Chad Parker abused his infant son and then watched him suffer.
Parker was drunk and high on a prescription drug early May 21 when he snapped on his 3-month-old.
The injuries, he claimed at the time, were the result of co-sleeping.
The gravity of the crime was compounded by Parker’s lies, which delayed his son’s treatment, La Crosse County Circuit Judge Ramona Gonzalez said Monday before sentencing Parker to six years in prison and five years on extended supervision.
“You looked at your baby for hours, and you didn’t get any help,” Gonzalez said. “You may have very well placed him in situation where he’ll never recover.”
Parker, 30, of Onalaska told police he passed out with the infant on the couch after drinking and woke to find his son beneath his chest. He denied shaking the child.
The infant’s mother discovered bruising on the child’s neck, arm, back and stomach, along with injuries to his hand and ear later that day.
The child’s doctor found multiple skull fractures, swelling in three areas of his scalp, bleeding outside his brain and bruising to 14 parts of his body.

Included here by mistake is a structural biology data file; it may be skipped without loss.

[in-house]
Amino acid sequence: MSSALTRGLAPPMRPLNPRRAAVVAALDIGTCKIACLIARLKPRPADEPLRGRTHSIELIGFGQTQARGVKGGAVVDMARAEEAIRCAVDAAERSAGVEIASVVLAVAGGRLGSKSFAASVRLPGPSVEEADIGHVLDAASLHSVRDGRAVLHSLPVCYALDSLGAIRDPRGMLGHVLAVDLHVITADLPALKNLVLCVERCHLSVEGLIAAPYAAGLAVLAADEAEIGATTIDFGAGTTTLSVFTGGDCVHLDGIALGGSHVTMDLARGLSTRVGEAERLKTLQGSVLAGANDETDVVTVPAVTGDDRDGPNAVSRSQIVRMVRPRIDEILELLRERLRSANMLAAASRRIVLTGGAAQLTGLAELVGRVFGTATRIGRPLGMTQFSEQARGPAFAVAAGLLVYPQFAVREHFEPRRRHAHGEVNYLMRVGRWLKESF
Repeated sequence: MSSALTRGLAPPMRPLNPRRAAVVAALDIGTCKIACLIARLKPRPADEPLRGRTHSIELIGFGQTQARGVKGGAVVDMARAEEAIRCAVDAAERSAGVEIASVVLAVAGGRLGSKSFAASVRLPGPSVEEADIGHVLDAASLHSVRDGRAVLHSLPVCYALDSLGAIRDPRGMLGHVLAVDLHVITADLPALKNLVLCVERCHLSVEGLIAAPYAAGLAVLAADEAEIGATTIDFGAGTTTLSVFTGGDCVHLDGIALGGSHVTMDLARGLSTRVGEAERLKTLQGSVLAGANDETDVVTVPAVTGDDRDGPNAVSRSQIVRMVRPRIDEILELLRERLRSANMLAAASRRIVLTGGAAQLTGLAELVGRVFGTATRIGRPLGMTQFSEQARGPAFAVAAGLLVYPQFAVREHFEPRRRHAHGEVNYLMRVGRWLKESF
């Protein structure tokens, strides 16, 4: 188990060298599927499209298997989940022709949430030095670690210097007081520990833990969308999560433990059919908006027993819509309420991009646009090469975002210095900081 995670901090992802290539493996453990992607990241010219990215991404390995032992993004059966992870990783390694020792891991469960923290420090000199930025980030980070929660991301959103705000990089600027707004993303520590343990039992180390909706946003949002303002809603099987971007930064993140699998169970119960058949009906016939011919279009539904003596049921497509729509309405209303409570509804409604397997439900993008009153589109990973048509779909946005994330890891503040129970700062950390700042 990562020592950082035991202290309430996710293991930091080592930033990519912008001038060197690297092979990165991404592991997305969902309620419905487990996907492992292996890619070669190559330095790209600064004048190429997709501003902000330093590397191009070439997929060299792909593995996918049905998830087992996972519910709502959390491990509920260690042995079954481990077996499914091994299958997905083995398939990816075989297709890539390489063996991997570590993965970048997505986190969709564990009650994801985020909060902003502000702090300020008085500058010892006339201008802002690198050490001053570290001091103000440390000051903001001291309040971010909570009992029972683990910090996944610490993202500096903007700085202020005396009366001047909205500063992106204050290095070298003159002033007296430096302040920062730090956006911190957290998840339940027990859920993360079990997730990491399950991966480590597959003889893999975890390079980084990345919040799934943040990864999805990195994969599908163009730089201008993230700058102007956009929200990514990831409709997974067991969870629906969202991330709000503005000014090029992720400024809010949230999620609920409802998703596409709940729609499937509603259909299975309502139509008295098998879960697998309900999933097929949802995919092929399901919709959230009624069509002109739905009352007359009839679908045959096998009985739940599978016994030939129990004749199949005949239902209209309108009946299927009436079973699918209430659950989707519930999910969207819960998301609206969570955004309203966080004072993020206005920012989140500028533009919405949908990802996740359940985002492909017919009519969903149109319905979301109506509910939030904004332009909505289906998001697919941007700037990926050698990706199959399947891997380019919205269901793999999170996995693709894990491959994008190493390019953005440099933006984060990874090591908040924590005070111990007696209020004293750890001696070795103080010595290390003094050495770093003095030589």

“Wyatt was, at that time, fighting for his life,” Assistant District Attorney Noel Lawrence said.
Parker during an earlier hearing admitted that he was high on Adderall when his son woke him. He described choking, throwing and spanking the infant.
Days after his release from jail, Parker broke into the boy’s mother’s home and left a note stating that he had thrown the boy on the couch, spanked him and bit his hand, according to the complaint. He also cut off his monitoring bracelet.
Parker pleaded guilty to physical abuse of a child, a felony punishable by up to 25 years in prison, while three counts of felony bail jumping and possessing narcotic drugs and prescription pills were dismissed but considered at sentencing.
His son, now a year old, suffers from seizures, poor eyesight, sensitive hearing and lags in object identification, the boy’s foster mother said.
“Doctors can’t tell us what his future will look like,” Lawrence said.
Prosecutors agreed to leave the length of Parker’s sentence to the court’s discretion, while his attorney asked for probation to allow him to continue working to support the child.
“He’s destroyed by what he did to his son,” public defender Vincent Rust said.
Parker was financially supporting a family of four, sleep-deprived and overwhelmed when he hurt his son, his attorney said.
“I’m trying to do everything I can to make things right,” Parker said. “I wish I could go back to that night.”
“We all wish that, Mr. Parker,” the judge said.